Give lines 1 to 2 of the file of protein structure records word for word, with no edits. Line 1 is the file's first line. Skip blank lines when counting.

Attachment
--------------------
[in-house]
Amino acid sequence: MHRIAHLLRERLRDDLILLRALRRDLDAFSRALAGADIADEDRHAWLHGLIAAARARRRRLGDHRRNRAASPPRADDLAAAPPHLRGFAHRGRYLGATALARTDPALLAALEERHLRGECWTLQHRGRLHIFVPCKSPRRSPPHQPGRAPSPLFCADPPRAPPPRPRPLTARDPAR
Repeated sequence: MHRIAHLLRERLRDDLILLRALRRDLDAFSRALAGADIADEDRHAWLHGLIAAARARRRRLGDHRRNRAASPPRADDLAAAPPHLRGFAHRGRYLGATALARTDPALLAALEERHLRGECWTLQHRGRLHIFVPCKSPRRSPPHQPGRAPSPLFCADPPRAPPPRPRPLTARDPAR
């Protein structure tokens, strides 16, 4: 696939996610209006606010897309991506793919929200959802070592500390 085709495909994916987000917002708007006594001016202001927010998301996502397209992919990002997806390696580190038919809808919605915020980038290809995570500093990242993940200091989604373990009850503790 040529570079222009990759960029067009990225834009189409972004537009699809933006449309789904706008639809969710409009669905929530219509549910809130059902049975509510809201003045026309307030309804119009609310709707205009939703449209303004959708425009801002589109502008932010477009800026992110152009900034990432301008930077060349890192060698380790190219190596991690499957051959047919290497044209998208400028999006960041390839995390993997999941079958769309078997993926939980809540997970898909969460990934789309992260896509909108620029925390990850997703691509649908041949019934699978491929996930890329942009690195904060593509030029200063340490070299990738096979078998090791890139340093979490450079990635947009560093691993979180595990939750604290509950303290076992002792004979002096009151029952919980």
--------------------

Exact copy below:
[in-house]
Amino acid sequence: MHRIAHLLRERLRDDLILLRALRRDLDAFSRALAGADIADEDRHAWLHGLIAAARARRRRLGDHRRNRAASPPRADDLAAAPPHLRGFAHRGRYLGATALARTDPALLAALEERHLRGECWTLQHRGRLHIFVPCKSPRRSPPHQPGRAPSPLFCADPPRAPPPRPRPLTARDPAR